Robbing a drugstore is a very cheap way of getting money, but it isn’t fair; companies like Apple and Samsung do a whole lot worse than robbing drugstores, every day.

FP make an effort not to steal from their workers, and as such the higher price is in some sense an integral part of the final product. A higher price means that the workers who made your phone are getting what is due them, and cutting prices would not be fair.

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Hi Briefly I’m not sure they can be competetive. Noting the problems they have with software it appears thyey cannot afford enough initial staff to respond in a timely manner, weeks may be the case and the response if often lane, add to that I can’t see efficient software developers in Taiwan or wherever that I think the phone needs more funding to make it a properly working product.

I would pay twice the price if it was a fully functioning phone with no audio and charging issues etc.

I love the fact that people care enough to go out on a limb to show their true colours by entering a consumer market in what they consider to be a more ethical way.

So although I am not that happy with the product I am in the process of buying some shares in FP too to support the notion, ethics are not cheap if you want to consumer.

So yes everyone would like a Fairly Traded products at low prices but it’s exactly the desire for low prices that has created this consumer throw away society. Who needs to repair a product when it’s cheaper to buy a replacement ~ the common mentality of consumers. :frowning:

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I work and want to earn enough money to live on it without breaking myself. I would also like to grant the same right to those who build things for me.

In families where the father or mother assembles the phones for Xiaomi 16 hours a day or digs the raw materials in mines, the young children still have to go to work after school so that there is enough food.

FP is not expensive.

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To add fuel to the fire here are a couple of consumer products that I’ve recently had to deal with.

  1. I wanted some stainless steel mesh to protect strawberries. The option was for a 30m x 1.2m roll at £270 or one at £1700, the first from China the second from Germany ~ I decided the mice and birds could have the strawberries.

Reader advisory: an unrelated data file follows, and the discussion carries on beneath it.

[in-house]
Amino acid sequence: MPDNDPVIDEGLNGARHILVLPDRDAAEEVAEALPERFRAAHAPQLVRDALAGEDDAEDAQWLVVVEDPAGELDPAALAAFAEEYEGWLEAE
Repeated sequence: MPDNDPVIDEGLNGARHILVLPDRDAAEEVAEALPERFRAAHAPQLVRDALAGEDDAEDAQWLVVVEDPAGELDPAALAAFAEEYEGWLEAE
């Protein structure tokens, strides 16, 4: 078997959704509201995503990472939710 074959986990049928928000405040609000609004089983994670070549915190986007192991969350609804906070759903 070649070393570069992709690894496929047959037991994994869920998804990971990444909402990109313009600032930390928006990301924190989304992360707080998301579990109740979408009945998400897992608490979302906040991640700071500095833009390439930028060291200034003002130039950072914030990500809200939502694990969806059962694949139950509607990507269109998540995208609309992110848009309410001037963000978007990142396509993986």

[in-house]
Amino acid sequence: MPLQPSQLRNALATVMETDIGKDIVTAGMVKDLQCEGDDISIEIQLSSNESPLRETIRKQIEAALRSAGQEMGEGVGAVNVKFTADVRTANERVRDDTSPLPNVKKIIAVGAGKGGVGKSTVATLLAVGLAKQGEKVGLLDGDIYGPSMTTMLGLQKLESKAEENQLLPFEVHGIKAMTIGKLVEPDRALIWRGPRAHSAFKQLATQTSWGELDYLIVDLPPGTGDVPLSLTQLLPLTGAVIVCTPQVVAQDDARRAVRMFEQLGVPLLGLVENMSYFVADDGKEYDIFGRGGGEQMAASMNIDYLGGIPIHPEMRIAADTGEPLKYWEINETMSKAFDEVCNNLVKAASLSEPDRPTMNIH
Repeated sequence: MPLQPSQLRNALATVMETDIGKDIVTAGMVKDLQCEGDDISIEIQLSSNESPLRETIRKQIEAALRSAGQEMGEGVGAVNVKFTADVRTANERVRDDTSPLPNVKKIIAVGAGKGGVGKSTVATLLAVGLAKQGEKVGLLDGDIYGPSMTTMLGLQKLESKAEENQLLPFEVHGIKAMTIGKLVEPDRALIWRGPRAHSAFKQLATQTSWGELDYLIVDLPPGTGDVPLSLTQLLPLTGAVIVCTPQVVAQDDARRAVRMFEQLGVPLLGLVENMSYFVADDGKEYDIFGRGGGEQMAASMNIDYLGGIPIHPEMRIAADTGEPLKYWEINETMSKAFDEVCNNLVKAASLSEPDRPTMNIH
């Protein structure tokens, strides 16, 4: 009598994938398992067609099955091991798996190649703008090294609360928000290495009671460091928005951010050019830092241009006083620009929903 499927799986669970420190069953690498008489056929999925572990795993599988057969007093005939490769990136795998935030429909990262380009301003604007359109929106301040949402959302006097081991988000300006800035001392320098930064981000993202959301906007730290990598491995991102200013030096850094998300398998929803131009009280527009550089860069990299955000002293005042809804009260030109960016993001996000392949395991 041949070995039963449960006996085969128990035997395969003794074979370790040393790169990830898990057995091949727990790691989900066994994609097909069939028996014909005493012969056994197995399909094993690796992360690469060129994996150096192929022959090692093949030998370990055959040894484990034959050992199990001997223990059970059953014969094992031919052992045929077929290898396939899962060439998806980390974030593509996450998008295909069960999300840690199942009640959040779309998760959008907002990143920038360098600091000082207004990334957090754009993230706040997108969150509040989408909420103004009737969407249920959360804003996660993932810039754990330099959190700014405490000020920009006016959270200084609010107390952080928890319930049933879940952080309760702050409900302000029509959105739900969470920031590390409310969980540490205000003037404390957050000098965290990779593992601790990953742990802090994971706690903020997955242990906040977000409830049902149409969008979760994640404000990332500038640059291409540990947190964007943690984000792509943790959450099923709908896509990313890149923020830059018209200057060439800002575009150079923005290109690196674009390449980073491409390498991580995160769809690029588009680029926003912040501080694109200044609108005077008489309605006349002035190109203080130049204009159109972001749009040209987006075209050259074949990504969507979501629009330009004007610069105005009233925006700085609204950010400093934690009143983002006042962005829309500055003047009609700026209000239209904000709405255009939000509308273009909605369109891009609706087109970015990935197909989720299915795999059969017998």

2. I wanted some underpants options are as follows:
    Matalan ~ 5 for £15 (£3)
    John Lewis 3 for £23 (£7.67) Organic made in China
    BlueBuck 1 for £24 ~ Organic made in Portugal/Austria

I bought the Bluebuck

Whatever your ethics someone pays.

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:100:
And thanks for mentioning BlueBuck. I haven’t heard of them before; so I add this link, since I guess it’s in line with this forum. (We even have some thread/wiki about such stuff here. I will try to locate it and add that brand if it isn’t already there. Edit: Done!)
For boxer-shorts (€ 24.95)you could consider brainshirt.eu as well. They are producing organic fashion in Central-Europe as well.
(Though sending to the UK - i.e. outside EU - comes at a hefty price of € 25, while EU is €12.50 and Germany € 5.90)

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OK That’s a bit of a shocker. I have a daughter in the Fairtrade clothing industry I’ll have to send her those figures. Just have to laugh it’s so stupid :roll_eyes:

Not at all.

This is the question of all questions. What future holds for fairphone. What is fairphone? A player or a template for the very near future? Because right now it has relatively no impact. It is a B certified corp company, the number of which is growing.